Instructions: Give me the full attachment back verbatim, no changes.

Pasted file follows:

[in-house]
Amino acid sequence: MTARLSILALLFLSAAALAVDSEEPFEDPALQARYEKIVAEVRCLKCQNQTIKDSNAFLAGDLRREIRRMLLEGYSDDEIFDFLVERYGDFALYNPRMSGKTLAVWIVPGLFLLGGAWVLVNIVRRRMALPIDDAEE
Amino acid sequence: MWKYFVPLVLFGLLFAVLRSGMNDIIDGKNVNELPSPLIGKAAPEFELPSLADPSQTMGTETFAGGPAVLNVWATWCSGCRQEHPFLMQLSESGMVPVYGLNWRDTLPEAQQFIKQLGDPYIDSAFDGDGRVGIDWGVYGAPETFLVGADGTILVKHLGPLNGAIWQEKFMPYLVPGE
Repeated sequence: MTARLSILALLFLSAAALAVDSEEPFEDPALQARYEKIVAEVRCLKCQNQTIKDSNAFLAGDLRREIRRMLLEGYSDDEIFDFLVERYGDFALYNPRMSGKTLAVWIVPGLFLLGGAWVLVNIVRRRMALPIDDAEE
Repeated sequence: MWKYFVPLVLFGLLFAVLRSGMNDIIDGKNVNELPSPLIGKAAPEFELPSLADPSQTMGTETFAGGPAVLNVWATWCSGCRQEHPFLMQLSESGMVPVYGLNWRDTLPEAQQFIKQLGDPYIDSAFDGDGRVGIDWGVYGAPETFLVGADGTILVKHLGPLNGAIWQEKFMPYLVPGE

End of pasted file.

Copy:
[in-house]
Amino acid sequence: MTARLSILALLFLSAAALAVDSEEPFEDPALQARYEKIVAEVRCLKCQNQTIKDSNAFLAGDLRREIRRMLLEGYSDDEIFDFLVERYGDFALYNPRMSGKTLAVWIVPGLFLLGGAWVLVNIVRRRMALPIDDAEE
Amino acid sequence: MWKYFVPLVLFGLLFAVLRSGMNDIIDGKNVNELPSPLIGKAAPEFELPSLADPSQTMGTETFAGGPAVLNVWATWCSGCRQEHPFLMQLSESGMVPVYGLNWRDTLPEAQQFIKQLGDPYIDSAFDGDGRVGIDWGVYGAPETFLVGADGTILVKHLGPLNGAIWQEKFMPYLVPGE
Repeated sequence: MTARLSILALLFLSAAALAVDSEEPFEDPALQARYEKIVAEVRCLKCQNQTIKDSNAFLAGDLRREIRRMLLEGYSDDEIFDFLVERYGDFALYNPRMSGKTLAVWIVPGLFLLGGAWVLVNIVRRRMALPIDDAEE
Repeated sequence: MWKYFVPLVLFGLLFAVLRSGMNDIIDGKNVNELPSPLIGKAAPEFELPSLADPSQTMGTETFAGGPAVLNVWATWCSGCRQEHPFLMQLSESGMVPVYGLNWRDTLPEAQQFIKQLGDPYIDSAFDGDGRVGIDWGVYGAPETFLVGADGTILVKHLGPLNGAIWQEKFMPYLVPGE